February 9, 2016

10 good reasons to move to Haywards Heath

Welcome to Haywards Heath, the heart of Mid Sussex says the sign as you approach this popular commuter town of approx. 23,000 inhabitants. Set on the border of East and West Sussex, Haywards Heath started to develop in the mid-1800s when the railway came to town, connecting London with the South Coast.

move to Haywards Heath

If you are considering whether Haywards Heath is the perfect place to call home, here are 10 good reasons that may convince you to take the right decision.
1.       Rail Connections
Haywards Heath is strategically located on the London to Brighton mainline rail link, which is what makes the town so popular with commuters. The train service is excellent; you can be in London (Victoria or London Bridge) in less than an hour, or in Brighton in 20 minutes heading south. There are frequent direct trains to Gatwick Airport’s South Terminal which takes less than 15 minutes travelling time.

2.       Road Links
Situated 12 miles north of Brighton and 35 miles south of London, Haywards Heath has great transport links. The A23 will take you to Brighton and the South Coast in less than 30 minutes, while the M23 at Crawley provides easy access to Gatwick Airport and on towards the M25. There are good secondary roads connecting the pretty Mid Sussex villages, often with picturesque views across the countryside.

3.       Countryside
It has to be said that Haywards Heath is blessed to be surrounded by so much beautiful scenery. The South Downs National Park is nearby, as is the Ashdown Forest AONB. The Great Gardens of Sussex – Borde Hill, High Beeches, Nymans (NT) and Wakehurst Place (part of Royal Botanic Gardens Kew) – are all within easy reach. In the town centre, Victoria Park provides some respite from the urban environment.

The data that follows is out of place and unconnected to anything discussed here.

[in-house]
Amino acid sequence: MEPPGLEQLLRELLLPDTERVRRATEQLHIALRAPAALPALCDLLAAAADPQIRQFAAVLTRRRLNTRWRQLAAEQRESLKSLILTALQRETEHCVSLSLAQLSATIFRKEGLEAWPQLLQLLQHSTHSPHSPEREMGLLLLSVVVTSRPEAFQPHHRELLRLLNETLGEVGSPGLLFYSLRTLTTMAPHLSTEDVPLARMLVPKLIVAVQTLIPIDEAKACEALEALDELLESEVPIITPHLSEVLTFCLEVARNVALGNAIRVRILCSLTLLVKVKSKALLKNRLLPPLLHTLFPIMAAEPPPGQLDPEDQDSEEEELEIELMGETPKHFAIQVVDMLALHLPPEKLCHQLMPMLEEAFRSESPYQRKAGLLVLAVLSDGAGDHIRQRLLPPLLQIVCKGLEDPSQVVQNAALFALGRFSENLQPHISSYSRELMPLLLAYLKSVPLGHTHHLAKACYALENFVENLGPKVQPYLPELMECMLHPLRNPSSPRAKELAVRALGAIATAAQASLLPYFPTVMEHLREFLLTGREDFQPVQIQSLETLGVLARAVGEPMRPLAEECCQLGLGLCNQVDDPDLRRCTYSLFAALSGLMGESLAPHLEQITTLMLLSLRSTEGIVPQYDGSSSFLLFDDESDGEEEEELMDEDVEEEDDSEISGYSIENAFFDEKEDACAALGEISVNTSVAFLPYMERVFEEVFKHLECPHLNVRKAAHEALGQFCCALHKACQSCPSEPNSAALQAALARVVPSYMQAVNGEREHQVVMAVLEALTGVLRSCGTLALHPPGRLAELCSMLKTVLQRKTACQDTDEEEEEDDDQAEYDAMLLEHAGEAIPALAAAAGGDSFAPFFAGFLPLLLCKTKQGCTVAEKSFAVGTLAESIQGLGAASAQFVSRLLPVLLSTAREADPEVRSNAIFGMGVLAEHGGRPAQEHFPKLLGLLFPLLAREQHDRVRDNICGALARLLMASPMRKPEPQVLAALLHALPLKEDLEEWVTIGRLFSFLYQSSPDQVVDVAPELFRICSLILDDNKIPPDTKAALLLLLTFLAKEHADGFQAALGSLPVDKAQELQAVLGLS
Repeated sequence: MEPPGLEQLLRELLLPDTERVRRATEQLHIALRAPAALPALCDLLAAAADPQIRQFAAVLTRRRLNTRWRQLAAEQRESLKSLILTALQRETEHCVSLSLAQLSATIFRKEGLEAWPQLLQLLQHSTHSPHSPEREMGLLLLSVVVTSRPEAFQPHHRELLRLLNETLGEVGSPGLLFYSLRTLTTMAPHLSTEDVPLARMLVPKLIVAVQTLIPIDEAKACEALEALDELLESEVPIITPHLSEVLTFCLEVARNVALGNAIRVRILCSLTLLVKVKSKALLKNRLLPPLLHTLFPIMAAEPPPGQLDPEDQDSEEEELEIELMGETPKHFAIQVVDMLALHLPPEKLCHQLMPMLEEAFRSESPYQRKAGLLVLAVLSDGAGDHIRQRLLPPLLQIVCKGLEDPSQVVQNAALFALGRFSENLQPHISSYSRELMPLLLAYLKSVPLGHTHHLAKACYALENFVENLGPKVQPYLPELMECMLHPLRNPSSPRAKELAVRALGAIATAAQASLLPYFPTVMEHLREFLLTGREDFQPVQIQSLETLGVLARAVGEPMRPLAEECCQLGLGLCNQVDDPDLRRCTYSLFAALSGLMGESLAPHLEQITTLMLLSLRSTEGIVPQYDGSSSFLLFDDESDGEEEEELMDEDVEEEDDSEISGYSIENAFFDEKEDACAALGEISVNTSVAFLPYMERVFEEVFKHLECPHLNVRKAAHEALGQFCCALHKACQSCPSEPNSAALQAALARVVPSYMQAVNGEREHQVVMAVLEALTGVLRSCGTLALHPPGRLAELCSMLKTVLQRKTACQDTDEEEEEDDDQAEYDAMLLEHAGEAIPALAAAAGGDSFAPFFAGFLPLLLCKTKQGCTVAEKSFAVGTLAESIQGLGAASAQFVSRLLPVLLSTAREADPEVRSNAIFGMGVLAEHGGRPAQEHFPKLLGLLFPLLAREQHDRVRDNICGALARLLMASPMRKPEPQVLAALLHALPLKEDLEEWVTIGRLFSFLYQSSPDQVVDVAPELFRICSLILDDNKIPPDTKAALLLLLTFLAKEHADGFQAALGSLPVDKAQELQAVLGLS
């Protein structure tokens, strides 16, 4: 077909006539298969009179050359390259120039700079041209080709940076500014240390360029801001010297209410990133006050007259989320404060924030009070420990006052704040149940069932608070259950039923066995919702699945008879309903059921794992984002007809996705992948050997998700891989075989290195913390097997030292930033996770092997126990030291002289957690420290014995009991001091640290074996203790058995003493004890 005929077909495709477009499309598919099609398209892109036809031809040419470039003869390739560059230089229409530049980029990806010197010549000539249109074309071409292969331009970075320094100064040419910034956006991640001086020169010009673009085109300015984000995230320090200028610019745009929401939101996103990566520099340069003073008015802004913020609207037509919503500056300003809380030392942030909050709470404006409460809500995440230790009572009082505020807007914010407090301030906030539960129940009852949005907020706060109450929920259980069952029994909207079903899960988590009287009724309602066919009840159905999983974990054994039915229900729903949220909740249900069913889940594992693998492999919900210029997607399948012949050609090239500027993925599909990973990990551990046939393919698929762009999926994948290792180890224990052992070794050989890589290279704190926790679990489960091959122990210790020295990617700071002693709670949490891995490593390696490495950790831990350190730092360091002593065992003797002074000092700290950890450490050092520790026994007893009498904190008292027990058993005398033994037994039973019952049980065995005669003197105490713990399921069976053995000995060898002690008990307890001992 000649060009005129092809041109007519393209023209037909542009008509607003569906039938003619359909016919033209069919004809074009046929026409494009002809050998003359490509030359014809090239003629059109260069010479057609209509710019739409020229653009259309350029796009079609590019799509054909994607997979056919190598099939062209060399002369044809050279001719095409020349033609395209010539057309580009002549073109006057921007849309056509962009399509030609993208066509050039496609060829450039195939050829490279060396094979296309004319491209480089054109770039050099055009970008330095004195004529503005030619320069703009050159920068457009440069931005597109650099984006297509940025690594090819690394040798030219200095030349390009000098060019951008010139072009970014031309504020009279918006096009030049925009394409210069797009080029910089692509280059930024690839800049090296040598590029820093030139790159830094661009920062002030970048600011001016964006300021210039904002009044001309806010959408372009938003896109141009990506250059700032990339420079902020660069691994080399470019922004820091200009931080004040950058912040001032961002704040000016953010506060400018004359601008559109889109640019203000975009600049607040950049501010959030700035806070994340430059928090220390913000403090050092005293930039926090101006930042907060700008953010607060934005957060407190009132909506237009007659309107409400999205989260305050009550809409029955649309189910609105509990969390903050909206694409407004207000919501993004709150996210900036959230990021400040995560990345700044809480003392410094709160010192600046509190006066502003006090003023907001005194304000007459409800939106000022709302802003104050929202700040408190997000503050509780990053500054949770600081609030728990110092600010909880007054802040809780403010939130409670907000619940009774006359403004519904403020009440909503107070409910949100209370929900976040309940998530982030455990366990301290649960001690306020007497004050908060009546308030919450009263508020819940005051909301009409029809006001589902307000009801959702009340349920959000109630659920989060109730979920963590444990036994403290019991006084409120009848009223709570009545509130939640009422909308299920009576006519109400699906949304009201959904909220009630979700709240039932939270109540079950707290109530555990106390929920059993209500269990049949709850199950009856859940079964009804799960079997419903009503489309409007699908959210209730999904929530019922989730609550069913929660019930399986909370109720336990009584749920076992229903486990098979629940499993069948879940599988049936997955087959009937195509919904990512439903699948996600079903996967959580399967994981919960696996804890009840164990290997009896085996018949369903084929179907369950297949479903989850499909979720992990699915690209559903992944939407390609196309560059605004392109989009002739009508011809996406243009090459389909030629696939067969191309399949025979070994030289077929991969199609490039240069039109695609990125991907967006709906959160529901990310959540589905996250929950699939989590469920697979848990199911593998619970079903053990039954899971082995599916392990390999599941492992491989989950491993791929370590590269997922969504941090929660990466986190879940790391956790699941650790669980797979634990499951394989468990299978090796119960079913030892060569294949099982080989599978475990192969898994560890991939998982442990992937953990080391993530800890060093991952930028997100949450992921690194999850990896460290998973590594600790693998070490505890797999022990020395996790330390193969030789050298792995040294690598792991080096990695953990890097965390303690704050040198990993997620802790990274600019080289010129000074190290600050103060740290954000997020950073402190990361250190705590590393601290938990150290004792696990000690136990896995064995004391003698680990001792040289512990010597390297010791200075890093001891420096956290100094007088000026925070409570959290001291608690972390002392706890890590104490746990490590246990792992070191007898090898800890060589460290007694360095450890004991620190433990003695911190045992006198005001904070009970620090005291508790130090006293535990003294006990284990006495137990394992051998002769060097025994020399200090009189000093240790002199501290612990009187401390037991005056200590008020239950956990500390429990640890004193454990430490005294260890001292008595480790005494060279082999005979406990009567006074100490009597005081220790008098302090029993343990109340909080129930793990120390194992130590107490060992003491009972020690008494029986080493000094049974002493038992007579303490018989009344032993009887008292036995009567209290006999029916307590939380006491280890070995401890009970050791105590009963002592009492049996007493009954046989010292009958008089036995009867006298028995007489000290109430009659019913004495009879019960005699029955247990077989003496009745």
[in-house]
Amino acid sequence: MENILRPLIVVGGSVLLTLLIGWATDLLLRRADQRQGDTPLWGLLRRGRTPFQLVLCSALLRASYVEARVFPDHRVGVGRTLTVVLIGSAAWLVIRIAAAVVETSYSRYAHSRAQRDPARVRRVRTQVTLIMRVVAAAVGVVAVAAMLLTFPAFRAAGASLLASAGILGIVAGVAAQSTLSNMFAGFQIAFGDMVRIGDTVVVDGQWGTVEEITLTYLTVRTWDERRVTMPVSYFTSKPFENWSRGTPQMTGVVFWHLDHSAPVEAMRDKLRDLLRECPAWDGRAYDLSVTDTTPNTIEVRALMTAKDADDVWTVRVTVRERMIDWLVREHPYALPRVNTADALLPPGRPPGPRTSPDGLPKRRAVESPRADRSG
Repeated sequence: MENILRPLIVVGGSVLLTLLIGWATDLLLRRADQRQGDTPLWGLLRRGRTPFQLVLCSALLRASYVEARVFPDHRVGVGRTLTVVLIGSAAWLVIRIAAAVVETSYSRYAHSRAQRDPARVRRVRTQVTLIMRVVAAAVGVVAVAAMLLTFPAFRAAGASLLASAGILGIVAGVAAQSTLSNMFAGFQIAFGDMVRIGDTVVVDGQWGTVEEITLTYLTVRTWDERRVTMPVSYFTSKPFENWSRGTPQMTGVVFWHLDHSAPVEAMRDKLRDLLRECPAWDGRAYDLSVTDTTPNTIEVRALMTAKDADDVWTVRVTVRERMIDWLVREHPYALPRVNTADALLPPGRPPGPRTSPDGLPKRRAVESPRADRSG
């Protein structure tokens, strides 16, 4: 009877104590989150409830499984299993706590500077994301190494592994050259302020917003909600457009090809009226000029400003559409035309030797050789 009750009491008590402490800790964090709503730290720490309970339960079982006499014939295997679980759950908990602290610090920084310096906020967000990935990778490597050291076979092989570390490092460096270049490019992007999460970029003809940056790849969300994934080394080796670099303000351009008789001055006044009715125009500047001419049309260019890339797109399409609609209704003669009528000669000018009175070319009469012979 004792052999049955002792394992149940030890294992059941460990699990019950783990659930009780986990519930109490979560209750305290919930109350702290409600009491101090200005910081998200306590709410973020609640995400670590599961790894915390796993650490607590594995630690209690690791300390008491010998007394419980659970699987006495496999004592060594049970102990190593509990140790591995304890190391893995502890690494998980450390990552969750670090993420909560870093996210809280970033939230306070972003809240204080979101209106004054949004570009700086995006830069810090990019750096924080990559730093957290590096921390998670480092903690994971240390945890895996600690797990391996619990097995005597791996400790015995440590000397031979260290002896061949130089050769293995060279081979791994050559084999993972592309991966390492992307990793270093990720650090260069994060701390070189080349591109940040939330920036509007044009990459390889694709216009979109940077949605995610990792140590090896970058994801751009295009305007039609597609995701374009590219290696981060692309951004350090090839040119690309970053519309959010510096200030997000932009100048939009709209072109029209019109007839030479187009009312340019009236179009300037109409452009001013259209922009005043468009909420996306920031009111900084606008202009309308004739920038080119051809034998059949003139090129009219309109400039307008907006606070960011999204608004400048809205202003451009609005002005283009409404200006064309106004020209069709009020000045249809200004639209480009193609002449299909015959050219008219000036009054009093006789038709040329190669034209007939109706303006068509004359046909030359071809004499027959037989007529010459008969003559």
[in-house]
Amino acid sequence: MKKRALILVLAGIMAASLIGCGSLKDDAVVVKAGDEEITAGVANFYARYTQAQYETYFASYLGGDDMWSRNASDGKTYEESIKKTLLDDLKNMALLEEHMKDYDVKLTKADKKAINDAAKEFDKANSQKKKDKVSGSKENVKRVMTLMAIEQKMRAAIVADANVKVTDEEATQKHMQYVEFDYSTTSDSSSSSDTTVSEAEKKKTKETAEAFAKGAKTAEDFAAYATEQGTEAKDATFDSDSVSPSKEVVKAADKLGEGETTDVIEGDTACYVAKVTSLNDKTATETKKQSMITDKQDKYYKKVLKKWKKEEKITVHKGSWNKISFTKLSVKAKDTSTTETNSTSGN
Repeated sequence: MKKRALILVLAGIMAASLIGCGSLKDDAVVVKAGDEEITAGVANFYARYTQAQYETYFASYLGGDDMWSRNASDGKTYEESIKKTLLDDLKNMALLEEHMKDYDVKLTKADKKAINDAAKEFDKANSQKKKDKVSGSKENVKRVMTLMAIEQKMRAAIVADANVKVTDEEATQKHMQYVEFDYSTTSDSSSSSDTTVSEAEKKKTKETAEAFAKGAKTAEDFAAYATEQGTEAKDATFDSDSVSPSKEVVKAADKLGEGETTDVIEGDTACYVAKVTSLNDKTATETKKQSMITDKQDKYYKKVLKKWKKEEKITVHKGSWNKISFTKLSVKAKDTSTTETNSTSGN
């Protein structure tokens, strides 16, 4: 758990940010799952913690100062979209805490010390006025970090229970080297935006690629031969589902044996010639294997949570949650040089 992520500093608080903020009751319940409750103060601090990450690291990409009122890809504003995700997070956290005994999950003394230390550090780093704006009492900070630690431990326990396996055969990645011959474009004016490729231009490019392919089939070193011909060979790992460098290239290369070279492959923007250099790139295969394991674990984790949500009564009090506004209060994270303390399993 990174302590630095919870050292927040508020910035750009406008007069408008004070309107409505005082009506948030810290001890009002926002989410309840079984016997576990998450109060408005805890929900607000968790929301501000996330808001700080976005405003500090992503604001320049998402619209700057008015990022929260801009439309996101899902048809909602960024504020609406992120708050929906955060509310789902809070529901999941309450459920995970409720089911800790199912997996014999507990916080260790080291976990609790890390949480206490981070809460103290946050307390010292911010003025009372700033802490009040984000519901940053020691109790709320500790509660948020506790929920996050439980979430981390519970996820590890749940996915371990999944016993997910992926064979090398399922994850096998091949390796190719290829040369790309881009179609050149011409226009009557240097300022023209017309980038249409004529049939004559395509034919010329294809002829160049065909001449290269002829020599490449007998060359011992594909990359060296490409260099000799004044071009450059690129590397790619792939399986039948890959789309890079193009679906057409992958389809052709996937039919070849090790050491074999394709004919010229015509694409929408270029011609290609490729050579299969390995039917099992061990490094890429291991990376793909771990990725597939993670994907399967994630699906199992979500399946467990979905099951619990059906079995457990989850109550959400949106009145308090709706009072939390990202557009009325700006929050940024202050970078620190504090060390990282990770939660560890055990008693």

4.       Town Centre
Haywards Heath town centre is compact and easily accessible for both pedestrian and motorists. Building works are currently in progress to redevelop the railway station and add a new Waitrose supermarket, due for completion in 2016. There is a large variety of housing stock, ranging from grand Victorian and Edwardian detached villas and a good choice of post-war houses through to new housing development around the outskirts of the town.

5.       Surrounding Villages
Haywards Heath is flanked by Cuckfield to the west and Lindfield to the east, two particularly charming villages that attract much attention. Lindfield’s pretty pond and historic high street makes it a destination for tourists as well as locals, while Cuckfield village is fast becoming a boutique shopping destination.

6.       Schools
There’s a good selection of decent primary and secondary schools in the Haywards Heath area. Oathall Community College in Haywards Heath and Warden Park Academy in Cuckfield cater for secondary school students up to GCSE, and there is a 6th Form College too. Private schools include Ardingly College (3-18 years) and Worth School (11-18 years) in nearby Turners Hill, as well as Prep Schools Great Walstead (Lindfield) and Cumnor House (Danehill).

7.       Eating Out
Haywards Heath is well served with a great choice of high street cafes and restaurants for all tastes, mostly clustered around The Broadway. There are some lovely country gastropubs in the vicinity, including The Witch Inn (Lindfield), Coach and Horses (Danehill), The Talbot (Cuckfield) and The Griffin (Fletching). Jeremy’s Restaurant at Borde Hill and Ockenden Manor in Cuckfield are popular destinations for fine dining.

8.       Arts & Leisure
Now in its 6th year, the Lindfield Arts Festival is the highlight of the annual arts calendar. Local amenities in Haywards Heath include an indoor swimming pool, and a performing arts centre at Clair Hall. However, with Brighton’s vibrant art and music scene only a short train ride away, Haywards Heath has never had any ambitions to compete.

9.       Politics
The constituency of Mid Sussex has had the same MP since 1997 – Sir Nicholas Soames (Conservative), the former Defence Minister and grandson of Sir Winston Churchill.

10.   Landmark
As the train approaches Haywards Heath from Balcombe in the north, it passes over the Ouse Valley Viaduct, a majestic brick-built structure designed by the Victorian architect David Mocatta. Much photographed and hauntingly beautiful 175 years after it was built in 1841, the 450 metre long Balcombe Viaduct is a monument to British engineering as well as a powerful reminder that you have arrived in the heart of Sussex.

Article provided by Mike James, an independent content writer in the property industry – working alongside a selection of companies including local business HuntersEstate Agent, who were consulted over this post.